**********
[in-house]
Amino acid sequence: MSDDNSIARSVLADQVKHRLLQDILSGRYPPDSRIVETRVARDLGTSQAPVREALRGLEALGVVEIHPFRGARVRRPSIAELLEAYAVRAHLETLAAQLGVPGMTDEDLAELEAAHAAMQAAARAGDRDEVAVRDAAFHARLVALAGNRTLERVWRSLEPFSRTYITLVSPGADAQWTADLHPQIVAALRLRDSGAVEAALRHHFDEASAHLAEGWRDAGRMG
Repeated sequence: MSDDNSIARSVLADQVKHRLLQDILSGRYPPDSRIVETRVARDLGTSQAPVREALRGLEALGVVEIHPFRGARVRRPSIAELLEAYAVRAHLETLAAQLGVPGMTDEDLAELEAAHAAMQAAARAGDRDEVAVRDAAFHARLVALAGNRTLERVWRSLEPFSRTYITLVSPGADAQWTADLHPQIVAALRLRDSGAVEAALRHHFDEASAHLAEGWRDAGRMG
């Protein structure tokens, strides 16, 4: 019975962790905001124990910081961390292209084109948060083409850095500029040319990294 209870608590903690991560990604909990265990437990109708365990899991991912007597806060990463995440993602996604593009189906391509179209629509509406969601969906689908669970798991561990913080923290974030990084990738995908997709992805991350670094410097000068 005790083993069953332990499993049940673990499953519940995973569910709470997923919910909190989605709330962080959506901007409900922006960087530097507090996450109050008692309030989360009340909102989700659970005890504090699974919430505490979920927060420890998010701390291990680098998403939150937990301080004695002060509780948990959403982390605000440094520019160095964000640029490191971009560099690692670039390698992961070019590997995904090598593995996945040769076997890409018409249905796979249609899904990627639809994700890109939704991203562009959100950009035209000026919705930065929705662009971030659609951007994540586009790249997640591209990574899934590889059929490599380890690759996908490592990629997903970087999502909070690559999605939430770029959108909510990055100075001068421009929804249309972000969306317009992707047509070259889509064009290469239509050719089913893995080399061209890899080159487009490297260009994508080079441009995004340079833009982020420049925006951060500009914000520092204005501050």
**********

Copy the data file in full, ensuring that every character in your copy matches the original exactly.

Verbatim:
[in-house]
Amino acid sequence: MSDDNSIARSVLADQVKHRLLQDILSGRYPPDSRIVETRVARDLGTSQAPVREALRGLEALGVVEIHPFRGARVRRPSIAELLEAYAVRAHLETLAAQLGVPGMTDEDLAELEAAHAAMQAAARAGDRDEVAVRDAAFHARLVALAGNRTLERVWRSLEPFSRTYITLVSPGADAQWTADLHPQIVAALRLRDSGAVEAALRHHFDEASAHLAEGWRDAGRMG
Repeated sequence: MSDDNSIARSVLADQVKHRLLQDILSGRYPPDSRIVETRVARDLGTSQAPVREALRGLEALGVVEIHPFRGARVRRPSIAELLEAYAVRAHLETLAAQLGVPGMTDEDLAELEAAHAAMQAAARAGDRDEVAVRDAAFHARLVALAGNRTLERVWRSLEPFSRTYITLVSPGADAQWTADLHPQIVAALRLRDSGAVEAALRHHFDEASAHLAEGWRDAGRMG
């Protein structure tokens, strides 16, 4: 019975962790905001124990910081961390292209084109948060083409850095500029040319990294 209870608590903690991560990604909990265990437990109708365990899991991912007597806060990463995440993602996604593009189906391509179209629509509406969601969906689908669970798991561990913080923290974030990084990738995908997709992805991350670094410097000068 005790083993069953332990499993049940673990499953519940995973569910709470997923919910909190989605709330962080959506901007409900922006960087530097507090996450109050008692309030989360009340909102989700659970005890504090699974919430505490979920927060420890998010701390291990680098998403939150937990301080004695002060509780948990959403982390605000440094520019160095964000640029490191971009560099690692670039390698992961070019590997995904090598593995996945040769076997890409018409249905796979249609899904990627639809994700890109939704991203562009959100950009035209000026919705930065929705662009971030659609951007994540586009790249997640591209990574899934590889059929490599380890690759996908490592990629997903970087999502909070690559999605939430770029959108909510990055100075001068421009929804249309972000969306317009992707047509070259889509064009290469239509050719089913893995080399061209890899080159487009490297260009994508080079441009995004340079833009982020420049925006951060500009914000520092204005501050």